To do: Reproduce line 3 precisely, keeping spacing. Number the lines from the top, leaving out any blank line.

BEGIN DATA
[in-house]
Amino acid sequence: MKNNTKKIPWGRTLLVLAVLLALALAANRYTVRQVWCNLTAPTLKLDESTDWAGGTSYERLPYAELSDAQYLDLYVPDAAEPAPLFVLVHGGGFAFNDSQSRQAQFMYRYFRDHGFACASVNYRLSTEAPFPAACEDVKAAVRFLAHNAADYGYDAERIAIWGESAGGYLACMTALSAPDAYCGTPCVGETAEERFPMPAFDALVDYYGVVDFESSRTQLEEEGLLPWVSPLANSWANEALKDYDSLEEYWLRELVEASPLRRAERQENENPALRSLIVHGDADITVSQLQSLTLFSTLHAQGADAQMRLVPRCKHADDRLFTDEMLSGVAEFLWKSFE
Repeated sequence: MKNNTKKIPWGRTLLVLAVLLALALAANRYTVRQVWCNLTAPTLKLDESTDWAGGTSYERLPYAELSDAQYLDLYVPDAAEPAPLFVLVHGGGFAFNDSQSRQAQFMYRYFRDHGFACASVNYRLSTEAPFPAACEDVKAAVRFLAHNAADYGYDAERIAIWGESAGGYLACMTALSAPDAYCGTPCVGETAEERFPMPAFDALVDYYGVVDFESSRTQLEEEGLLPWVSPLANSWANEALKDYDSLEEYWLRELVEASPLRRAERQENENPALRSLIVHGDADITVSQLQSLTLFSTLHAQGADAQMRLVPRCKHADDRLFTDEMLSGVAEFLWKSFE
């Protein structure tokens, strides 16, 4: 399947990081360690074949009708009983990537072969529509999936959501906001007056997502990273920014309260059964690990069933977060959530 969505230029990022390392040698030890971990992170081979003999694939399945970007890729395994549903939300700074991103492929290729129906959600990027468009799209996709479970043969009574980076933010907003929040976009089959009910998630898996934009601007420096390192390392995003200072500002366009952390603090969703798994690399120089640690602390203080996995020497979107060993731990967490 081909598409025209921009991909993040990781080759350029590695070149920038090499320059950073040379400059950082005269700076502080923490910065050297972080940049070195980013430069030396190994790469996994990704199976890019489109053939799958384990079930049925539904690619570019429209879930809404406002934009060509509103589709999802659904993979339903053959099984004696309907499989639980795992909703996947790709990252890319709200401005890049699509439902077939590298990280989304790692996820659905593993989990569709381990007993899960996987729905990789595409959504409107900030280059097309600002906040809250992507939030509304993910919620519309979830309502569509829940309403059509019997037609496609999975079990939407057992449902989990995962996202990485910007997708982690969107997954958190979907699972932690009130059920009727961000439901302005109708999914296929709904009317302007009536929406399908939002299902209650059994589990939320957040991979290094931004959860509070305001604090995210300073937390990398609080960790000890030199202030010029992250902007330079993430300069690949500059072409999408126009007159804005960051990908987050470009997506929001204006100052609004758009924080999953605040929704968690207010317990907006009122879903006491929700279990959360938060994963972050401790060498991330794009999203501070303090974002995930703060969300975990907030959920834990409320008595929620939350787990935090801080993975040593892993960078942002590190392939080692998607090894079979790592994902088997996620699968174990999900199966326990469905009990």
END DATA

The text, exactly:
Repeated sequence: MKNNTKKIPWGRTLLVLAVLLALALAANRYTVRQVWCNLTAPTLKLDESTDWAGGTSYERLPYAELSDAQYLDLYVPDAAEPAPLFVLVHGGGFAFNDSQSRQAQFMYRYFRDHGFACASVNYRLSTEAPFPAACEDVKAAVRFLAHNAADYGYDAERIAIWGESAGGYLACMTALSAPDAYCGTPCVGETAEERFPMPAFDALVDYYGVVDFESSRTQLEEEGLLPWVSPLANSWANEALKDYDSLEEYWLRELVEASPLRRAERQENENPALRSLIVHGDADITVSQLQSLTLFSTLHAQGADAQMRLVPRCKHADDRLFTDEMLSGVAEFLWKSFE